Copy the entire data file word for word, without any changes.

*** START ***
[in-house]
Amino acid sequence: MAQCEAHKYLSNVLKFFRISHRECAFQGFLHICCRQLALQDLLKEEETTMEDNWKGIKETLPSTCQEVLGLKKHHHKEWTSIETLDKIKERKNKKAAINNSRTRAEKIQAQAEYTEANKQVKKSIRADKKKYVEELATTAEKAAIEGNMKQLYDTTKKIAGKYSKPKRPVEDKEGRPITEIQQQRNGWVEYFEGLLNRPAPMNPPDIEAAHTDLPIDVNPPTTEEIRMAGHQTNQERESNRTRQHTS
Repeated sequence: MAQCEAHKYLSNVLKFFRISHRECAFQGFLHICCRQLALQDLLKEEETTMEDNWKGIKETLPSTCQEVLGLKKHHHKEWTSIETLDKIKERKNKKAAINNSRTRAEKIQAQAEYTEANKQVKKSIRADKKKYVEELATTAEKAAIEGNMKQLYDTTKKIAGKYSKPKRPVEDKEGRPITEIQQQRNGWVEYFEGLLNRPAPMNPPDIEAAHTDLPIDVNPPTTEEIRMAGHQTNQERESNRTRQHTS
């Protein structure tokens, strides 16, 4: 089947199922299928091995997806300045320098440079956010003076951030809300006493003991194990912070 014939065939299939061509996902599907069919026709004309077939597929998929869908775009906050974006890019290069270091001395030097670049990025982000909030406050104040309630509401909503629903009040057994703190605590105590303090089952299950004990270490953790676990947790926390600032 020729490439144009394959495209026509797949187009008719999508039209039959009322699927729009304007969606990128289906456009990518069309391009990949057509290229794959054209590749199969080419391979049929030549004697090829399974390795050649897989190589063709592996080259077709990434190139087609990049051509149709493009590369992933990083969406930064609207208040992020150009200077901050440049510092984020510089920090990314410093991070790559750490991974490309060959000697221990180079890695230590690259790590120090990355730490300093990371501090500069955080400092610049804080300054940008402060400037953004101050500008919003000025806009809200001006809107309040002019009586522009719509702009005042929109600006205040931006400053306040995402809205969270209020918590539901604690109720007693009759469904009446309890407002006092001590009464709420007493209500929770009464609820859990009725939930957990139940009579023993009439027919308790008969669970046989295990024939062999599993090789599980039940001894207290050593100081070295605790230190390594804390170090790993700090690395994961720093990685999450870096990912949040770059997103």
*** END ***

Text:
[in-house]
Amino acid sequence: MAQCEAHKYLSNVLKFFRISHRECAFQGFLHICCRQLALQDLLKEEETTMEDNWKGIKETLPSTCQEVLGLKKHHHKEWTSIETLDKIKERKNKKAAINNSRTRAEKIQAQAEYTEANKQVKKSIRADKKKYVEELATTAEKAAIEGNMKQLYDTTKKIAGKYSKPKRPVEDKEGRPITEIQQQRNGWVEYFEGLLNRPAPMNPPDIEAAHTDLPIDVNPPTTEEIRMAGHQTNQERESNRTRQHTS
Repeated sequence: MAQCEAHKYLSNVLKFFRISHRECAFQGFLHICCRQLALQDLLKEEETTMEDNWKGIKETLPSTCQEVLGLKKHHHKEWTSIETLDKIKERKNKKAAINNSRTRAEKIQAQAEYTEANKQVKKSIRADKKKYVEELATTAEKAAIEGNMKQLYDTTKKIAGKYSKPKRPVEDKEGRPITEIQQQRNGWVEYFEGLLNRPAPMNPPDIEAAHTDLPIDVNPPTTEEIRMAGHQTNQERESNRTRQHTS
């Protein structure tokens, strides 16, 4: 089947199922299928091995997806300045320098440079956010003076951030809300006493003991194990912070 014939065939299939061509996902599907069919026709004309077939597929998929869908775009906050974006890019290069270091001395030097670049990025982000909030406050104040309630509401909503629903009040057994703190605590105590303090089952299950004990270490953790676990947790926390600032 020729490439144009394959495209026509797949187009008719999508039209039959009322699927729009304007969606990128289906456009990518069309391009990949057509290229794959054209590749199969080419391979049929030549004697090829399974390795050649897989190589063709592996080259077709990434190139087609990049051509149709493009590369992933990083969406930064609207208040992020150009200077901050440049510092984020510089920090990314410093991070790559750490991974490309060959000697221990180079890695230590690259790590120090990355730490300093990371501090500069955080400092610049804080300054940008402060400037953004101050500008919003000025806009809200001006809107309040002019009586522009719509702009005042929109600006205040931006400053306040995402809205969270209020918590539901604690109720007693009759469904009446309890407002006092001590009464709420007493209500929770009464609820859990009725939930957990139940009579023993009439027919308790008969669970046989295990024939062999599993090789599980039940001894207290050593100081070295605790230190390594804390170090790993700090690395994961720093990685999450870096990912949040770059997103």